Democrats and Republicans are negotiating over the size and shape of a stimulus bill meant to deal with the savage recession that may already be underway. Representatives of both parties met with administration officials Friday morning to try to work out their differences, and Senate Majority Leader Mitch McConnell even predicted they could have an agreement by the end of the day.

Let’s get one thing clear: Democrats are the ones who want to move more aggressively to confront this recession. Here are the major points of contention:

Who gets help? The bill now looks certain to include both direct payments to individuals and help to businesses. The former will probably wind up being just checks, while the latter will include a combination of loans, loan guarantees and cash.

But there’s also a question of how much to focus specifically on the unemployed. After all, those hit hardest are the ones who just lost their jobs.

The midsize stimulus President Trump already signed contained extra funds for unemployment insurance (UI). But as budget expert Jacob Leibenluft of the Center for American Progress told me, “Given the scale of what we’re seeing, what we have is not nearly enough.”

Jared Bernstein of the Center on Budget and Policy Priorities agreed. "Much more is needed, including broader eligibility and higher replacement rates” for unemployment insurance, Bernstein told me.

In other words, you want to make more people eligible — including gig workers who right now can’t get UI — and replace more than just a portion of their income as we do now.

Given that some predict we could lose 5 million jobs in April alone, UI may be the most obvious channel to pump money to those who need it most. So a big question is how much that system is going to be boosted.

Democrats have proposed increasing UI benefits, getting them to people more quickly, allowing them to last longer and expanding them to unemployed workers who aren’t currently eligible. Republicans haven’t said publicly how much they’d agree to expand the program.

How big will direct cash payments be? On direct checks to Americans — a different program from UI — there’s a major division between the parties. The Republican plan would give each adult earning less than $75,000 (or $150,000 for families) a one-time payment of $1,200, with $500 for each child.

Democrats in the Senate have proposed a more generous payment of $2,000 per person now, followed by an additional payment of $1,500 per person in June and further payments if the economy fails to recover. The most substantial proposal was made by Democrats on the House Financial Services Committee; theirs would give $2,000 per adult and $1,000 per child every month as long as the economic crisis lasts.

Most surprisingly, the initial Republican proposal actually provides less money for the poorest Americans; instead of $1,200 per adult, they could get as little as $600 if they make too little to pay federal income taxes.

Every Democrat I’ve spoken to has reacted to this proposal with shock and said that there’s no way Democrats will ever accept it.

What do businesses get? This is both a “what” and a “how” question. The Republican proposal would provide $300 billion in small-business loans, some of which could be forgiven if the businesses use the money to keep workers on the payroll even if they aren’t working. That could enable people to return to work quickly once things improve, without having to find a new employer.

Republicans would also provide billions to industries that are particularly affected, including airlines. But Democrats are wary of giving blank checks to hugely profitable corporations, so they want to impose strict requirements on the corporations taking this money. That could include an end to stock buybacks, and even higher minimum pay and guarantees against layoffs.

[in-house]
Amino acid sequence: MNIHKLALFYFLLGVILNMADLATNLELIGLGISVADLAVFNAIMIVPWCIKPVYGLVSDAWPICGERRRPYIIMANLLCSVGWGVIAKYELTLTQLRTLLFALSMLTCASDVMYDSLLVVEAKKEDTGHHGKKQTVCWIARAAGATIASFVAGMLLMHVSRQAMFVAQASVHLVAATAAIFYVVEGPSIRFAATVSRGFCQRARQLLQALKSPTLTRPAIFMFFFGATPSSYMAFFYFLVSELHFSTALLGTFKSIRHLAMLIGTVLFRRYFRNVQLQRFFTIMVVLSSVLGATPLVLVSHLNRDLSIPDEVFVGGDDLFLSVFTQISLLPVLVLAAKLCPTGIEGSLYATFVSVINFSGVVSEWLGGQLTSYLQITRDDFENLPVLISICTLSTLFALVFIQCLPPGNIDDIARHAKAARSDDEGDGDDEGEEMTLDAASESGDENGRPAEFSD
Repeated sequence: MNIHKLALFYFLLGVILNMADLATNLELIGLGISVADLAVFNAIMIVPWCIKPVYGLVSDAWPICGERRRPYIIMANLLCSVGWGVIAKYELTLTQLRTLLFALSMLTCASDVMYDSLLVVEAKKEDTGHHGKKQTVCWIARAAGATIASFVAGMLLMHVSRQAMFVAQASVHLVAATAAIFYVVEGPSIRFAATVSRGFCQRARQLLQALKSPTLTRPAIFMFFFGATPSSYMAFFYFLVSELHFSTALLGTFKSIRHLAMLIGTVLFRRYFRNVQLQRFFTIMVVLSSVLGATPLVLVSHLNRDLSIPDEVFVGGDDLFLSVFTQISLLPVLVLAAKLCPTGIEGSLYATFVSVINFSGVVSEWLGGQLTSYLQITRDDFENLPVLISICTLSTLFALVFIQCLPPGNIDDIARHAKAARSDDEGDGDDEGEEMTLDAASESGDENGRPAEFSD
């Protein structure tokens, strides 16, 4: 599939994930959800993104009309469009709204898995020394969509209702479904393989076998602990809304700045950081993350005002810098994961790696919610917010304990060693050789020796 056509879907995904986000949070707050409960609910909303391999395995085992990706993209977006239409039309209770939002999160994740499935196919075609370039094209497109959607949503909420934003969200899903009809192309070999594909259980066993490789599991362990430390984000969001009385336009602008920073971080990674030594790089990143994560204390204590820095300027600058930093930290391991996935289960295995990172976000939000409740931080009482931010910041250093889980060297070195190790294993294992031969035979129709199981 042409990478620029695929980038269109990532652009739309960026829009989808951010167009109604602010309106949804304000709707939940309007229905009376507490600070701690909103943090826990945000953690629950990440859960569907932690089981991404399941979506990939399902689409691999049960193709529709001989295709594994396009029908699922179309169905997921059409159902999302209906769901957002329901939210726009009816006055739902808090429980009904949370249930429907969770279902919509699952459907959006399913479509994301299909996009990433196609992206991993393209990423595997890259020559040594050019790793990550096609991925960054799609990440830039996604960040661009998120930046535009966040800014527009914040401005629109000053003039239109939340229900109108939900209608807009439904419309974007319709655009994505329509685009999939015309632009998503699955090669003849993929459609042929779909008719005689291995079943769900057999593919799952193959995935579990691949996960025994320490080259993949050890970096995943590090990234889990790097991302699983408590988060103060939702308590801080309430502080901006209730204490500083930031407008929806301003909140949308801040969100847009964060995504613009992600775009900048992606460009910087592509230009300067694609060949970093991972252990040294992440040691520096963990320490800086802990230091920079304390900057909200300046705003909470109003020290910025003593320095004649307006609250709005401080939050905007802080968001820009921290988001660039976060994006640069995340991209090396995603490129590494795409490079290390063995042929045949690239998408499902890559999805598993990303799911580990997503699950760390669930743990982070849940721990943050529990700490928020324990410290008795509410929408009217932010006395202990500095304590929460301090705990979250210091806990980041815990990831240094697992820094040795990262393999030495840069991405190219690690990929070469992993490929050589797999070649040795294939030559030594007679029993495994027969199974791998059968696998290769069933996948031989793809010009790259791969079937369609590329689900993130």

What other provisions are involved? Democrats have suggested a suite of other potential provisions, including temporarily halting or forgiving student loan payments, increasing food stamps, assistance specifically for rent payments, enhanced paid leave and a moratorium on home foreclosures. But one of the most urgent needs is aid to the states.

“We have states right now that are immediately facing a crisis from both ends,” says Leibenluft.

First, they’re being faced with huge new costs, to address the public health crisis and to provide safety-net support. But the recession will also cause tax revenues to plunge — and they must balance budgets. This is exactly what happened in the Great Recession, leading to teachers and other state workers being laid off and cutbacks in state spending at precisely the worst moment.

Democrats will almost certainly be pushing for greater state aid than Republicans initially favor.

When does it end? Economists have stressed the need to tie the continuation of various forms of assistance to economic conditions. So stimulus would continue until unemployment fell below a certain level or gross domestic product growth increased a certain amount. Among other things, that would keep Republicans from choking off the government’s help for the recovery if a Democrat is elected president.

One key dynamic right now is that Republicans are far outside their comfort zone. They want to act to alleviate the recession, but they have a general inclination against bold and expensive government action (unless it’s a war or a big tax cut) and against acting through safety-net programs they don’t like anyway, including UI and food stamps.

Which means that despite the fact that Trump would be the greatest political recipient of strong and swift action, Republicans are the ones resisting going too far.

The greatest danger now is what it has been all along: that Republicans will succeed in restraining the federal government’s effort, and we’ll do too little or do it too slowly.

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